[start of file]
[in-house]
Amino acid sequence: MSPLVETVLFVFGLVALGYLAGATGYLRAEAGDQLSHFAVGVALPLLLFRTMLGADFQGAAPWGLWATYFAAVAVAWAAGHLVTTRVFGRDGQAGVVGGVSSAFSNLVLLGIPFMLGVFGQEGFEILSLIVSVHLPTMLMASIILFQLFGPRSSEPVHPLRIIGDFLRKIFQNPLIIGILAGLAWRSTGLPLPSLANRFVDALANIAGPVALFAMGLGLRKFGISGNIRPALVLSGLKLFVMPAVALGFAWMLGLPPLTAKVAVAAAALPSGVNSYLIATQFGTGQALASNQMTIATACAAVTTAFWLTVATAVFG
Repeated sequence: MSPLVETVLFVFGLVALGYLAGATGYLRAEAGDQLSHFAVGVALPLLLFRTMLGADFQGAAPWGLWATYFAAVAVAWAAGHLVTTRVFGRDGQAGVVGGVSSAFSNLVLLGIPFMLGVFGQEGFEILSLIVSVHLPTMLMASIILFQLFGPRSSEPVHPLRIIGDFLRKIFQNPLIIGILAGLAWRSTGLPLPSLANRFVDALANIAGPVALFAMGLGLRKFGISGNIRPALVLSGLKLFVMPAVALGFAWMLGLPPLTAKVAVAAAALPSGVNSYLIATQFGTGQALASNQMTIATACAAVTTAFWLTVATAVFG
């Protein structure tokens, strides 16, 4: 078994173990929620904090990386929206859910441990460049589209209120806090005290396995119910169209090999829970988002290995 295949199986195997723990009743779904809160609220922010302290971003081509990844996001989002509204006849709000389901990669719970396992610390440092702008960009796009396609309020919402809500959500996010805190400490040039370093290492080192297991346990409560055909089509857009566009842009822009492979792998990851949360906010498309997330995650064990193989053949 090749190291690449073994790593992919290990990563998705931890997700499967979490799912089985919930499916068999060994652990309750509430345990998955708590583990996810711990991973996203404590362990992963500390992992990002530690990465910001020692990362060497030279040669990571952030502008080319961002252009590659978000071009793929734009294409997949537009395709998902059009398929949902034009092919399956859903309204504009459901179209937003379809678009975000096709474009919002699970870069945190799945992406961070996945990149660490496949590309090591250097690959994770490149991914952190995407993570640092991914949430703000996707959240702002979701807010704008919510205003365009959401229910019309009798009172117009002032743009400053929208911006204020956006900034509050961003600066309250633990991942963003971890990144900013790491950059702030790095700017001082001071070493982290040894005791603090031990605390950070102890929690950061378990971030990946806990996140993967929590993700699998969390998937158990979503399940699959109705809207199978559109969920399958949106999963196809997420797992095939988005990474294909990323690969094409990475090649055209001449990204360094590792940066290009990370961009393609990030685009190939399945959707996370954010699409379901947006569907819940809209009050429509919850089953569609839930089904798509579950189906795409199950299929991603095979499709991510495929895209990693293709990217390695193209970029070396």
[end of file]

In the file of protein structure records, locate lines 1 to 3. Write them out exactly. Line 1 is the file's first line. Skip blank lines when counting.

[in-house]
Amino acid sequence: MSPLVETVLFVFGLVALGYLAGATGYLRAEAGDQLSHFAVGVALPLLLFRTMLGADFQGAAPWGLWATYFAAVAVAWAAGHLVTTRVFGRDGQAGVVGGVSSAFSNLVLLGIPFMLGVFGQEGFEILSLIVSVHLPTMLMASIILFQLFGPRSSEPVHPLRIIGDFLRKIFQNPLIIGILAGLAWRSTGLPLPSLANRFVDALANIAGPVALFAMGLGLRKFGISGNIRPALVLSGLKLFVMPAVALGFAWMLGLPPLTAKVAVAAAALPSGVNSYLIATQFGTGQALASNQMTIATACAAVTTAFWLTVATAVFG
Repeated sequence: MSPLVETVLFVFGLVALGYLAGATGYLRAEAGDQLSHFAVGVALPLLLFRTMLGADFQGAAPWGLWATYFAAVAVAWAAGHLVTTRVFGRDGQAGVVGGVSSAFSNLVLLGIPFMLGVFGQEGFEILSLIVSVHLPTMLMASIILFQLFGPRSSEPVHPLRIIGDFLRKIFQNPLIIGILAGLAWRSTGLPLPSLANRFVDALANIAGPVALFAMGLGLRKFGISGNIRPALVLSGLKLFVMPAVALGFAWMLGLPPLTAKVAVAAAALPSGVNSYLIATQFGTGQALASNQMTIATACAAVTTAFWLTVATAVFG